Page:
The first discoveries in what would become the Silver Canyon District were made in 1869 by Chisolm and Ramsdell, and the district was organized in 1871. Most of the new mines were controlled by the Grace Mining Company. By 1872 Silver Canyon had a population of 50, though it was abandoned the next year. New discoveries in 1878 prompted development of a new camp, this time called Aurum. Dr. Brooks, one of the discoverers from 1878, had a 10-stamp mill constructed at the mouth of Silver Canyon, and it went into operation at the start of 1881.

By summer 1881, Aurum had grown to boast a post office, saloon, store, blacksmith shop, and two boarding houses. In November, a school was even opened. A slowdown in 1882, however, left only eight men working in the camp. The post office subsequently left Aurum, and would move to multiple places in the Schell Creek Range and Spring Valley while retaining the name. A devastating snowslide on February 11, 1884 killed three men and leveled the Sadie L. mine and boarding house, furthering Aurum's decline.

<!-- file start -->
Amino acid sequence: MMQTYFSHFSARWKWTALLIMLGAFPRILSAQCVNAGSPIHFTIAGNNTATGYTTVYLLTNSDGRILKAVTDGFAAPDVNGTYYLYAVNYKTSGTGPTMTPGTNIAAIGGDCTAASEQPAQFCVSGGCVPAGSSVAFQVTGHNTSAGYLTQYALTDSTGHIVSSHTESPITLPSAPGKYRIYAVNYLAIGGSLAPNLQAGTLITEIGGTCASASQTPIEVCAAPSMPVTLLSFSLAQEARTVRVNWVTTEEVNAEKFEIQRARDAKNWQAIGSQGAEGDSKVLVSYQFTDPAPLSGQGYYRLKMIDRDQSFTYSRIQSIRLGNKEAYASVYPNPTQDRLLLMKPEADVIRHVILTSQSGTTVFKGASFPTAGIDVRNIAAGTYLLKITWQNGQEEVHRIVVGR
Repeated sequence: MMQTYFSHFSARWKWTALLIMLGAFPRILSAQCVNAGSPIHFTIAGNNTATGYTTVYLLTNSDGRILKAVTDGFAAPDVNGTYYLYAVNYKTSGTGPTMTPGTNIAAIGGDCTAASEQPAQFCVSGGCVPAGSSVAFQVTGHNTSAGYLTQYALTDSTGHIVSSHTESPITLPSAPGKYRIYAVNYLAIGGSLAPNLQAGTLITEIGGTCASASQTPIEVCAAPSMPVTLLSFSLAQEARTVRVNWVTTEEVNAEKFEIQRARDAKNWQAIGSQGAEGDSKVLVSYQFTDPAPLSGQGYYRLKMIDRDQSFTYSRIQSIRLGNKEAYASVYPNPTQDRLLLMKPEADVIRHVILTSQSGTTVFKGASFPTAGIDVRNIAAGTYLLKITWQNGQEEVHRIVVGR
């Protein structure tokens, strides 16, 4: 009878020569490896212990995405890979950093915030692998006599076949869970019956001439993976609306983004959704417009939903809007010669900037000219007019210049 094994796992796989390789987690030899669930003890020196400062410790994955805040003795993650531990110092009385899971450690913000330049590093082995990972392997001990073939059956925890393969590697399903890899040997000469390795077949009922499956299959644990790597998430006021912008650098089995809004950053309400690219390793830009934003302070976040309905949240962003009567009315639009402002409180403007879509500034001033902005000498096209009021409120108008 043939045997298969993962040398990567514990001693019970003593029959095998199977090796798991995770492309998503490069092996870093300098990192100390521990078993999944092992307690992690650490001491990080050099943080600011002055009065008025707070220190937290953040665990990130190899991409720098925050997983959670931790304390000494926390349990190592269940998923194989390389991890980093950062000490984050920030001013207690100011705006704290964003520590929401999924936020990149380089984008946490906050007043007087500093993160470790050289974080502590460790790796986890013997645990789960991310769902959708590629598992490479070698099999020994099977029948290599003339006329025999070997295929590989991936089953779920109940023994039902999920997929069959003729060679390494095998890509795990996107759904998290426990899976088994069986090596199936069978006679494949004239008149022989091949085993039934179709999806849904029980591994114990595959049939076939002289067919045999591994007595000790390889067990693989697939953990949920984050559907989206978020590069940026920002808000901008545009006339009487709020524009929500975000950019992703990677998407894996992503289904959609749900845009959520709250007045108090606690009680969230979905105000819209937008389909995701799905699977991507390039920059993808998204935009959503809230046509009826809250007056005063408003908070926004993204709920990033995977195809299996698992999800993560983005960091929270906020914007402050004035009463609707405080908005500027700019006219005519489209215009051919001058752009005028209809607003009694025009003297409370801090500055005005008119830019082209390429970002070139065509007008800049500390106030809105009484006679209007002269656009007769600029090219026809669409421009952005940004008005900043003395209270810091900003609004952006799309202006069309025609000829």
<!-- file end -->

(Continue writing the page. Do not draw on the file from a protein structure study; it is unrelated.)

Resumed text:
Aurum's next revival began in 1887, when the Aurum Mine was located by Simon Davis and George Palmerton, producing values of $300 per ton. By 1888 Aurum once again grew to exceed 50 residents. During this time, manganese silver ore was discovered and shipped to Salt Lake, which returned $400-$500/ton. In addition, 300 tons of high-grade silver were shipped to Wells in 1889.

By 1906, Aurum was again abandoned. Only Simon Davis remained, continuing to prospect in Silver Canyon. In 1914 he organized the Lucky Deposit Mining Company, and in 1915 ten claims were purchased by the White Pine Copper Company. That company spent $50,000 to develop their holdings, but ultimately folded in 1920. Again Davis was the only one left at Aurum, but even he finally left in the mid-1920s.

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